Lower Columbia College offers a number of transfer degrees options that allow students to complete the first two years of a bachelor’s degree The Major Related Program (MRP) degrees build on these to provide specific preparation to enter bachelor programs. Requirements for LCC graduation and acceptance at a four-year college vary by degree type, field, and college. In addition, the following requirement applies to transfer associate degrees:
**No more than 3 PHED activity credits are allowed within the AA-DTA
The program-specific Associate in Arts and Sciences (AA) transfer degree is for students who are sure of the baccalaureate institution they wish to attend. This may be a good option for students who plan to earn a bachelor’s degree in a professional field. Students must work closely with their program advisor to design a program that will fulfill the transfer institution’s general admission and program entry requirements. Students should expect to have courses evaluated on a course-by-course basis upon transfer to the upper division. The LCC program advisor and the appropriate department chair must approve the intended program, and the student must file an intent to earn this degree when applying for graduation from LCC.
To earn an AA, you need:
Communications requirement—15 credits
ENGL& 101 English Composition I, ENGL& 102 Composition II or ENGL& 235 Technical Writing, and CMST& 220 Intro to Public Speaking or CMST& 230 Small Group Communication.
Other: 70 credits minimum - approved by the program advisor and the appropriate department chair.
The Direct Transfer Agreement associate degree, sometimes called the Associate in Arts or Associate in Arts and Sciences degree, is the community college degree designed to transfer to most bachelor of arts degree programs at Washington’s four-year institutions.
Degrees structured under the DTA umbrella provide:
To earn an AA-DTA, you need:
Major Related Program degrees build on the Associate in Arts Direct Transfer Agreement degree for students in the arts, humanities and social sciences, and the Associate in Sciences Transfer degree for students in engineering and science-based fields. Two-year and four-year colleges work together to create these programs so that LCC graduates can transfer smoothly into the bachelor degree program of their choice.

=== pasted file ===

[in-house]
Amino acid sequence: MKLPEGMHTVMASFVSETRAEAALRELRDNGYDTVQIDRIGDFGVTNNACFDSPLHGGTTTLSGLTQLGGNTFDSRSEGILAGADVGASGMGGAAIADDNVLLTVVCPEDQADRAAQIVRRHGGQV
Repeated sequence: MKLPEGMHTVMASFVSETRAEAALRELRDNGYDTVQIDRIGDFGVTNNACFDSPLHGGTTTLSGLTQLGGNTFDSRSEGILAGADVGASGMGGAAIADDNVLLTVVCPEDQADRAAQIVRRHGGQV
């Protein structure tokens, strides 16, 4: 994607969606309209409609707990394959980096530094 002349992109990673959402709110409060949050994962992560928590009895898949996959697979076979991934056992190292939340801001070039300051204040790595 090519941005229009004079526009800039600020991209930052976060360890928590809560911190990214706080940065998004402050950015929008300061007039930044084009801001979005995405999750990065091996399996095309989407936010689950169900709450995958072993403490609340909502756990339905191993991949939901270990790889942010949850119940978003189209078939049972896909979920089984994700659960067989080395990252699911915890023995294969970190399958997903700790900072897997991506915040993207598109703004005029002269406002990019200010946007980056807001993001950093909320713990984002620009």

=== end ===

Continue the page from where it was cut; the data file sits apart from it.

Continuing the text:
Specific requirements for the different MRP's are located in the Programs of Study section of the catalog.
The Associate in Applied Science-Transfer degree is built upon the technical courses required for job preparation but also includes a college-level general education component common in structure for all such degrees. Public and private universities are not required to accept AAS-T degrees. Students must check with their advisor at Lower Columbia College and a representative from the college they plan to attend to determine the specific transfer and admission requirements in their field of study.
The Associate in Science—Transfer degree is designed for community and technical college students seeking to major in engineering and science. Degrees structured under the AS-T umbrella provide:
There are two AS-T degree options:
For either of these options, you must work closely with your advisor and enroll in courses that meet your transfer institution’s requirements.
To earn an AS-T, you need:
The Bachelor of Applied Science (BAS) degree is a 180 credit baccalaureate degree, specifically designed to build on professional-technical associate’s degrees that provide workplace skills, such as Associate in Applied Science-Transfer (AAS-T) degrees. BAS degrees include a professional core of courses from the AAS-T degree, general education credits, and upper division courses. BAS degrees are a pathway to the baccalaureate level with upper-division coursework, in an applied field, that provide expanded career opportunities for graduates and meet the needs of employers in the community.
BAS degree general requirements:
Specific requirements for the BAS in Teacher Education (BAS-TE):
Lower Columbia College offers a number of options that prepare students for entry into the workforce. Associate degrees in the Professional/Technical area are not generally considered transfer degrees, although exceptions may be allowed for certain programs upon approval. Representatives from local business and industry help define these programs so our graduates meet the standards defined by people in the workforce. See also "General Requirements for Earning Associate Degrees," above.
To earn an AAS, you need:
This short-term program of occupational training consists of a sequence of courses totaling 1-44 credits. Many students choose to continue earning credits, going on to earn a certificate of proficiency or an associate degree.